Carlini-Garcia et al. 311 Table 1 - Analysis of variance of bootstrap variance estimates of aF$ , b f$ , cq, $ obtained from joint resampling of individuals (I) and populations (P), and the coefficient of determination (R2) of the sources of variation. Data sets provided by several authors. Ciampi (1999) F$ f$ q$ SV DF SS R2(%) SS R2(%) SS R2(%) Populations (P) 2 1.88 48.85 1.02 5.42 0.94 16.74 Individuals (I) 22 1.69 43.87 15.66 83.35 4.16 73.92 P*I 44 0.25 6.57 2.00 10.64 0.51 9.01 Error 276 0.03 0.72 0.11 0.60 0.02 0.33 Parameter estimate 0.035 -0.016 0.050 Reis et al. (2000) F$ f$ q$ SV DF SS R2(%) SS R2(%) SS R2(%) Populations (P) 6 96.44 47.66 99.15 28.32 4.91 9.80 Individuals (I) 20 76.90 38.01 195.20 55.76 32.51 64.86 P*I 120 28.19 13.93 54.88 15.68 12.58 25.11 Error 588 0.82 0.41 0.83 0.24 0.12 0.23 Parameter estimate -0.028 -0.046 0.017 Seoane et al. (2000) F$ f$ q$ SV DF SS R2(%) SS R2(%) SS R2(%) Populations (P) 2 54.51 79.55 31.27 57.60 10.75 79.38 Individuals (I) 13 11.53 16.82 20.69 38.11 2.45 18.08 P*I 26 1.71 2.50 1.77 3.26 0.26 1.92 Error 168 0.77 1.13 0.56 1.03 0.08 0.61 Parameter estimate 0.085 -0.018 0.101 Auler et al. (2002) F$ f$ q$ 2 2 SV DF SS R (%) SS R (%) SS R2(%) Populations (P) 7 287.34 71.75 276.34 70.17 6.93 46.79 Individuals (I) 20 86.85 21.69 88.70 22.52 5.25 35.45 P*I 140 24.54 6.13 26.95 6.84 2.54 17.16 Error 672 1.75 0.44 1.82 0.46 0.09 0.60 Parameter estimate 0.175 0.148 0.031 Telles et al. (2003) F$ f$ q$ 2 2 SV DF SS R (%) SS R (%) SS R2(%) Populations (P) 4 660.92 47.50 279.79 12.93 285.17 46.58 Individuals (I) 28 563.57 40.50 1610.29 74.43 257.65 42.09 P*I 112 162.28 11.66 267.88 12.38 68.29 11.16 Error 580 4.68 0.34 5.55 0.26 1.10 0.18 Parameter estimate 0.231 0.017 0.218 a,b,c Estimates of the total and the intrapopulation fixation indices, and of the divergence among populations, respectively. d Sum of squares (SS) values are multiplied by 104. (2000) data set increasing the number of populations would ber of populations considered is more important than the be more important. For the data sets of Telles et al. (2003) number of individuals for the estimation of the three param- and of Ciampi (1999), increasing the number of individuals eters focused. to estimate f would be recommended, despite the relatively high interpopulation divergence observed for both data For the estimation of q, similarly to what was found sets. In the Auler et al. (2002) data set, however, the num- for f, there was no standard pattern relating the relative im-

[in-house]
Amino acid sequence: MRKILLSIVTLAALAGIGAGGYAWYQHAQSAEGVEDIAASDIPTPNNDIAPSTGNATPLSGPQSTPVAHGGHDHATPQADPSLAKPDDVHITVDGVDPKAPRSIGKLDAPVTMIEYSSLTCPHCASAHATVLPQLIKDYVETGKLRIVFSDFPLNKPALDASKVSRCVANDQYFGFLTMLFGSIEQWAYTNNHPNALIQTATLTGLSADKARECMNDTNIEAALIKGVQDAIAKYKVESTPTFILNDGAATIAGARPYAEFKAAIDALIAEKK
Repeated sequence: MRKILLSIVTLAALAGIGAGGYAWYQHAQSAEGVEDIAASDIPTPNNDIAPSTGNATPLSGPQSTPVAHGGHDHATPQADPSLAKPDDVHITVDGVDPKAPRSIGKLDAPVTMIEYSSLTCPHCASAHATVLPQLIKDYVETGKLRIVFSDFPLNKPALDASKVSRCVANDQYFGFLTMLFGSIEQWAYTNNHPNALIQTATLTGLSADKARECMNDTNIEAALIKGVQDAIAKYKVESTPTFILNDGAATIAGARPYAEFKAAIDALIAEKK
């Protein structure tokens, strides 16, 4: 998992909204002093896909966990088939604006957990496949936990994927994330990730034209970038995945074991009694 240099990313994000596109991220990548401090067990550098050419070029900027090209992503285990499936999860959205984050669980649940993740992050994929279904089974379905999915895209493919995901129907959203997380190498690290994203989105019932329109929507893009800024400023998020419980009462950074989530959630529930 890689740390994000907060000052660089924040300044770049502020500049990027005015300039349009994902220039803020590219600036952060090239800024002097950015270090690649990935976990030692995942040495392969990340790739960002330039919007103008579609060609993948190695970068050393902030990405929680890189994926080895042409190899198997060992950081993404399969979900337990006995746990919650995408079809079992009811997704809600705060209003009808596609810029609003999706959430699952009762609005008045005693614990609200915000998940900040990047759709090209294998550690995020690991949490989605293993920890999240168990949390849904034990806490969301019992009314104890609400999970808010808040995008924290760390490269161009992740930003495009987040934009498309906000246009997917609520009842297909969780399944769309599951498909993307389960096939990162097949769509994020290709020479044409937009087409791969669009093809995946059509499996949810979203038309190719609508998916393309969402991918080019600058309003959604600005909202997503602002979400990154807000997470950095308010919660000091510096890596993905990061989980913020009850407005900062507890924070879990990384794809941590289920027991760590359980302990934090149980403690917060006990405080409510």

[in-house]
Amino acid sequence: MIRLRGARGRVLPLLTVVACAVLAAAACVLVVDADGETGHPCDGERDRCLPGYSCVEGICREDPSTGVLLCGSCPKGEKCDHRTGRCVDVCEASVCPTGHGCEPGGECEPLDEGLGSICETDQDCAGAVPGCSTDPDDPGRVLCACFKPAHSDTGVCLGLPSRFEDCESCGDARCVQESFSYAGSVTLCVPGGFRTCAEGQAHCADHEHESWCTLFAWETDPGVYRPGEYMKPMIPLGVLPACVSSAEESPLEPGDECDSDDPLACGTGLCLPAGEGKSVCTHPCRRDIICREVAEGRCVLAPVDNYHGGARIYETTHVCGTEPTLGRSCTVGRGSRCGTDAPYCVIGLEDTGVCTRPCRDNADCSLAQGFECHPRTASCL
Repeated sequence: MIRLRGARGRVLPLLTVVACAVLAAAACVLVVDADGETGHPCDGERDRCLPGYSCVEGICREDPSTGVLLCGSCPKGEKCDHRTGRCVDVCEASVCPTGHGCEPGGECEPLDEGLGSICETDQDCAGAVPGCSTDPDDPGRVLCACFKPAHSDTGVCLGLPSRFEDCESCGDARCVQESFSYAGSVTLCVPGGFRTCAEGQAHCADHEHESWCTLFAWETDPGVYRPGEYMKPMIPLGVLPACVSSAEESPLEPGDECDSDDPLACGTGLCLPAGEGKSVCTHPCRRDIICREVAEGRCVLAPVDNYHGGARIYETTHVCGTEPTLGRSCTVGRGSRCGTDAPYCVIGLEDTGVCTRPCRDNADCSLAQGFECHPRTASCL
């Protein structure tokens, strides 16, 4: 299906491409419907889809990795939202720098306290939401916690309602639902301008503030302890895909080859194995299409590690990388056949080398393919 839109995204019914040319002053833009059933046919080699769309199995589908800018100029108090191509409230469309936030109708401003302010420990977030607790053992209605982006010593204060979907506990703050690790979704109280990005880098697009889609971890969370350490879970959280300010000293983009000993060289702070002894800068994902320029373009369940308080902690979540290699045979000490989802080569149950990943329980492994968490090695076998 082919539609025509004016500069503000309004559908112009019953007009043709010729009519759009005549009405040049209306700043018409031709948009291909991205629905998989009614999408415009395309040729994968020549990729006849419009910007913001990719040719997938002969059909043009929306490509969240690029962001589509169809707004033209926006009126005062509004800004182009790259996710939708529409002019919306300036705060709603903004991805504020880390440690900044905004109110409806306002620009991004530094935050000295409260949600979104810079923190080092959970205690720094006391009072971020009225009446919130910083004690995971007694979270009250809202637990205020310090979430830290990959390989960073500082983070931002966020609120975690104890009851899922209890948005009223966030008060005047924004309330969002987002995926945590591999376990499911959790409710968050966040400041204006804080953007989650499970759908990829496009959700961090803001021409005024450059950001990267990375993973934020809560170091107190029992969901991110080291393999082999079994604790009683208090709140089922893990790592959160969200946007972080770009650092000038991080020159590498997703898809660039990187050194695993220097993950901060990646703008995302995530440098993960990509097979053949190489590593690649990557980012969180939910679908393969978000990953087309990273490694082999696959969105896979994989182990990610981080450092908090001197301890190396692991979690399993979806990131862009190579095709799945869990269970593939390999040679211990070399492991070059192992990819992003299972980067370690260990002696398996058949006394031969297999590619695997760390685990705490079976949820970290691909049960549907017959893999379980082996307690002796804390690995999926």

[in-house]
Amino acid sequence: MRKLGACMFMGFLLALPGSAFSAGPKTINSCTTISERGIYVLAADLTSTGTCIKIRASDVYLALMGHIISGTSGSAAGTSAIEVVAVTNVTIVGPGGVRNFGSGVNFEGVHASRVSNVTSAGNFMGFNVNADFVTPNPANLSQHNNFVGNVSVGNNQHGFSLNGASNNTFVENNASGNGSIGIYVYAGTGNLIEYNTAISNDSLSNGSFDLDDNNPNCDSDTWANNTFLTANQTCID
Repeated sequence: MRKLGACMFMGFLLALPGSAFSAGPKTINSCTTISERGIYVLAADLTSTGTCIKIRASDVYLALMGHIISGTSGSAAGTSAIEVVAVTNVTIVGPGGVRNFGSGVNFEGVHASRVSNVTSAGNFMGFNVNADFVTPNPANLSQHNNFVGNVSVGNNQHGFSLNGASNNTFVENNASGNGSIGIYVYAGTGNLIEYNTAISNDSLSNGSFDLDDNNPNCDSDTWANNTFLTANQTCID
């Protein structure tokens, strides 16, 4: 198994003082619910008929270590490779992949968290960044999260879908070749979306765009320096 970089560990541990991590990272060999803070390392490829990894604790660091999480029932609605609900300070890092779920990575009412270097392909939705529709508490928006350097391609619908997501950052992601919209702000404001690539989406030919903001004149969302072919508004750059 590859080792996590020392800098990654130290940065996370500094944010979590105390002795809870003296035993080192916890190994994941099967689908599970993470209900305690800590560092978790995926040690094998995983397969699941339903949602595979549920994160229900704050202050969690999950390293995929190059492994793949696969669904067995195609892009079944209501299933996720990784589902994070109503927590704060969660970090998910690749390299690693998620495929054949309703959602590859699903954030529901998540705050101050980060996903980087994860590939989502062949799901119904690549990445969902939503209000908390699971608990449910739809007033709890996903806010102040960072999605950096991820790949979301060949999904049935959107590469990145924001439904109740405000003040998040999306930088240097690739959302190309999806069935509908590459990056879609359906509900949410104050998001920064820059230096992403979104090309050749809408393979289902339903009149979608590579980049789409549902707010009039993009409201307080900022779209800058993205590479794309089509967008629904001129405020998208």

312 Factorial analysis of bootstrap variances portance of the sources of (P, I and P*I) to the structure of The results of this research indicate that the analysis the populations considered. applied was efficient to answer the questions on the relative In general, the I*P interactions showed the smallest contribution of the source of variation due to populations coefficients of determination when compared to the main (P), individuals within populations (I), interaction P*I, and effect sources of variation (Table 1). The R2 values for this error to the total variance for the parameters considered. It interaction ranked third in most of the cases, with some ex- was possible to verify that ideal samples sizes do not exist ceptions, as in the estimation of f in the species studied by for species in general, since each case has its particularity. Ciampi (1999) and of q in the Reis et al. (2000) data set. However, it could be seen that, in investigations on the The results indicate that no specific combination between structure of natural populations with estimation of popula- the number of populations and of individuals could be tion parameters, the sampling strategy should take into ac- found as being adequate for the sampling process. As ex- count that the number of populations to be sampled is a pected, the coefficients of determination obtained for the critical factor. More efforts should be made to increase this source of variation of the error were always very small, number, rather than to increase the number of individuals when compared to those obtained for the other sources of within the populations. In general terms, determining ade- variation (Table 1). quate sampling procedures would require previous knowl- Considering the formulas that define the parameters edge of the diversity among populations (q) and of the F, f and q, one could be led to the conclusion that, in a sam- intrapopulation fixation index (f). The same condition ap- pling scheme, for the estimation of f, attention should be plies when a certain effective population size of the sample given only to the number of individuals, with less attention is desired (Vencovsky and Crossa, 2003). If a detailed in- to the number of populations. The results showed that this vestigation is to be carried out for studying the genetic is not necessarily true. Due possibly to heterogeneity of the structure and the mating system of a given species, sam- s 2I component across populations, sampling an adequate pling can be made in two steps, namely: 1) sampling of at number of populations also affects the error of $f. Con- least 10 to 15 populations and 25 to 30 individuals per pop- $ it is also not true that for attaining a reliable versely, for q, ulation; and 2) based on the results obtained, improving the estimation of this measure of diversity only the sampling of sampling done previously, so as to attain adequate errors of an adequate number of populations is required. Con- the parameter estimates. $ both factors, P and I, were important, it sidering that, for F, can be concluded that, for obtaining reliable estimates of all Acknowledgments three parameters, a proper balance between the number of The authors wish to thank CNPq for the financial sup- populations and individuals is a good strategy, giving prior- port given. ity to the number of populations. In the present study, the number of populations was smaller than ten in all cases. 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